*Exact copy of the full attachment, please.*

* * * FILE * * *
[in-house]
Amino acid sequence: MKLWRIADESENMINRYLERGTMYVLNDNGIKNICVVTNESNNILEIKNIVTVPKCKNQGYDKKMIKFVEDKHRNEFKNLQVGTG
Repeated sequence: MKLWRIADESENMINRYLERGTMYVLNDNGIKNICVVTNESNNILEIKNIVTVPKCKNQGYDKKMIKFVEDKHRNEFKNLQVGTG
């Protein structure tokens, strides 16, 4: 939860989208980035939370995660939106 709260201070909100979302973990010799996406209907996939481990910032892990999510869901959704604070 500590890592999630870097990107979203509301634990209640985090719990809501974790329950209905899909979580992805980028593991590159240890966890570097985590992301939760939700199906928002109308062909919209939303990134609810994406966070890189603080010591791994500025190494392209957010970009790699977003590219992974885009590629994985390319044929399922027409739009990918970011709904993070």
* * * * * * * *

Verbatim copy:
[in-house]
Amino acid sequence: MKLWRIADESENMINRYLERGTMYVLNDNGIKNICVVTNESNNILEIKNIVTVPKCKNQGYDKKMIKFVEDKHRNEFKNLQVGTG
Repeated sequence: MKLWRIADESENMINRYLERGTMYVLNDNGIKNICVVTNESNNILEIKNIVTVPKCKNQGYDKKMIKFVEDKHRNEFKNLQVGTG
């Protein structure tokens, strides 16, 4: 939860989208980035939370995660939106 709260201070909100979302973990010799996406209907996939481990910032892990999510869901959704604070 500590890592999630870097990107979203509301634990209640985090719990809501974790329950209905899909979580992805980028593991590159240890966890570097985590992301939760939700199906928002109308062909919209939303990134609810994406966070890189603080010591791994500025190494392209957010970009790699977003590219992974885009590629994985390319044929399922027409739009990918970011709904993070």